When I was a young lad dreaming about owning my own traffic light, I tended to draw them. Sometimes they were part of an overall scene, but more than that, they were just the light by itself. Despite my father being an art teacher, I never really did get very good at drawing. This isn’t the case with Sean Gallo. “STOP!” A picture by Sean Gallo, at SeanGallo.com While surfing the web for signal images
Brought my passion to church When you have a hobby so uncommon as mine, it’s very rare that you get to openly talk to others about it, let alone have someone ask you about it and be able to see much of it. Any moments like that are very few and far between – and thoroughly enjoyed. My church had a little event last weekend called “Bring Your Other Passion to Church”, highlighting collections, skills,
PCB traffic light controller
Before I talk about how to make your traffic light work, I’m starting this with a disclaimer: If you don’t have a basic understanding of electricity or you’re the least bit uncomfortable about working with electricity, PLEASE ask a trained electrician to set this up for you. I’m not a licensed electrician, but I have a good understanding and a healthy respect for electricity. You can cause serious damage to yourself or your surroundings if
Every week for a couple of months in 2004, I drove back and forth from my home in northern New Jersey to Buffalo, New York. There was a particular section of 690 at which traffic would have to cross the highway certain times of the year when festivities were happening at the fairgrounds on the southern side of the highway. To help with traffic control, temporary signals were used. Span wires were used with disconnects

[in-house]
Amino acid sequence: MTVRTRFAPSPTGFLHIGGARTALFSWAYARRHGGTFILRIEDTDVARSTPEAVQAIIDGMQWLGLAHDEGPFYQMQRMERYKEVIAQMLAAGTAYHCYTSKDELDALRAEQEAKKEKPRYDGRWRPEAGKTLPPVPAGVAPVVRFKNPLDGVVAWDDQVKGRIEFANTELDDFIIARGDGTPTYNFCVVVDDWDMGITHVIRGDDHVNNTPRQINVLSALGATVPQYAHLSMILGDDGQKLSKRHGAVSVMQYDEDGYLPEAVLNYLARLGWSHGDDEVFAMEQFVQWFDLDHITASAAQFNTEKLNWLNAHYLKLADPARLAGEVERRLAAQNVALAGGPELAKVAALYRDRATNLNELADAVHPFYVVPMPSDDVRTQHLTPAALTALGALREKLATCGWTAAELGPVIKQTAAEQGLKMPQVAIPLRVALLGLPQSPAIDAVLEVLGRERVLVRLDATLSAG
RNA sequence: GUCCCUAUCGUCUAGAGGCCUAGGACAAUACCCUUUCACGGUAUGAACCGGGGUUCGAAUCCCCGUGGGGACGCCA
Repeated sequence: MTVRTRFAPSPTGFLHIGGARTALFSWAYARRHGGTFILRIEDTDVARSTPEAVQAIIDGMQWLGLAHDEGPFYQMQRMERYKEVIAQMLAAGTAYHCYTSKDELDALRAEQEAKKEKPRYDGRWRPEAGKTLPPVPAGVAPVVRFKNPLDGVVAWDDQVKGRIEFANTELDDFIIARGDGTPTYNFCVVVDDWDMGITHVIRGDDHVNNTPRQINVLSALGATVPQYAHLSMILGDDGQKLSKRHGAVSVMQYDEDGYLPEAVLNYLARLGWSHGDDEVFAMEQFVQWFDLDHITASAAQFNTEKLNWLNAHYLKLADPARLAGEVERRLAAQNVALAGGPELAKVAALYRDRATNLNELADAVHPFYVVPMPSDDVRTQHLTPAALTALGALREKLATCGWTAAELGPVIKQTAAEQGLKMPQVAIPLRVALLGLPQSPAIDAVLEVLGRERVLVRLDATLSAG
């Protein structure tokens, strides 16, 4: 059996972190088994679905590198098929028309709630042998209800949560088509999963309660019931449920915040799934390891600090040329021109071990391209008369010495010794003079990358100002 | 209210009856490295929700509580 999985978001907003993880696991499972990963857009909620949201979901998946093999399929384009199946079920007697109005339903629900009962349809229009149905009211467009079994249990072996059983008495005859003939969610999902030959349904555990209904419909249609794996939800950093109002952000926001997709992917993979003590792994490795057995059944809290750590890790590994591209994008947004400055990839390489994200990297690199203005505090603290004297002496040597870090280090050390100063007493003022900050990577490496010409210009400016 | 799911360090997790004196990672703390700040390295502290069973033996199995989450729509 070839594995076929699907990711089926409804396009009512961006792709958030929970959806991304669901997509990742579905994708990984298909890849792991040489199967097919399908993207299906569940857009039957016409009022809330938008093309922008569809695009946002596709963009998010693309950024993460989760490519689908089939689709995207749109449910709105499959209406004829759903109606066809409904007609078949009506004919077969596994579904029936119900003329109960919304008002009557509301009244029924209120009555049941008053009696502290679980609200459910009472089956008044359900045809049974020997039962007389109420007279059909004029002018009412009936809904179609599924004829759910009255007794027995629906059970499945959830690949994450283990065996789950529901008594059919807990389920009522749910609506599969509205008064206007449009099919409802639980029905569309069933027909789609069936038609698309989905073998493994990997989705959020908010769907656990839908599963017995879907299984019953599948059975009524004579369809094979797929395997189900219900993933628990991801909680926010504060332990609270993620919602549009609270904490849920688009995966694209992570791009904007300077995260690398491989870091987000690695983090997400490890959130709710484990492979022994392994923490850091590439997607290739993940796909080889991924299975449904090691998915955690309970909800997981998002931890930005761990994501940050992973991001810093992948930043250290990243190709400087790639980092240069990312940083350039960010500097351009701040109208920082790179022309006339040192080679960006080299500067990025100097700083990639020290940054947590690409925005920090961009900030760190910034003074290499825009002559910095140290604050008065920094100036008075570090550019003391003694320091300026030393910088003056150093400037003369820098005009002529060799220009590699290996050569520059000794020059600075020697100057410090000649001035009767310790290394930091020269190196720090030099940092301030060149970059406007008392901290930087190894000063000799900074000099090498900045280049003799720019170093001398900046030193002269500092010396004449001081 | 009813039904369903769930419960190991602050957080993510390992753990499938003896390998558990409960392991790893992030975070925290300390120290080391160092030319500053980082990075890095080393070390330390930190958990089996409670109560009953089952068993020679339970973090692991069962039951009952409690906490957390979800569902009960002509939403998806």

Bob H. came across a single section traffic signal at an auction and wanted to know more about it. His plans were to wire it up and put it in his garage. [ezcol_1third] [/ezcol_1third] [ezcol_1third] [/ezcol_1third] [ezcol_1third_end][/ezcol_1third_end] I was not familiar with the logo on this one so I called upon my fellow gurus over at the Highway Divides forum for their expertise. It turns out that this is from a company called Checker. From
August 10, 2014

Spousal Acceptance Factor

I know for most guys, there’s a something in their lives that they’re into. Something that takes up spare time. Something that helps to keep some level of sanity. Maybe it’s a huge screen TV, a motorcycle, a car, a gaming system, trains, or an extensive Star Wars action figure collection. (You know who you are.) All of these items have some sort of, what is commonly called, the Spousal Acceptance Factor – or how
William Potts’ 4-way signal, c.1920. Photo credit: unknown. I’ve decided that there’s more to this hobby than just looking at my collection, so here it is. It’s My Traffic Lights Blog. Never thought I’d actually start a blog. I feel so… 2005. Although you’ll find conflicting information on the web resulting in dates from 1886 to 1920, August 5, 2014 marked 100 years of traffic control devices as we know them today and many are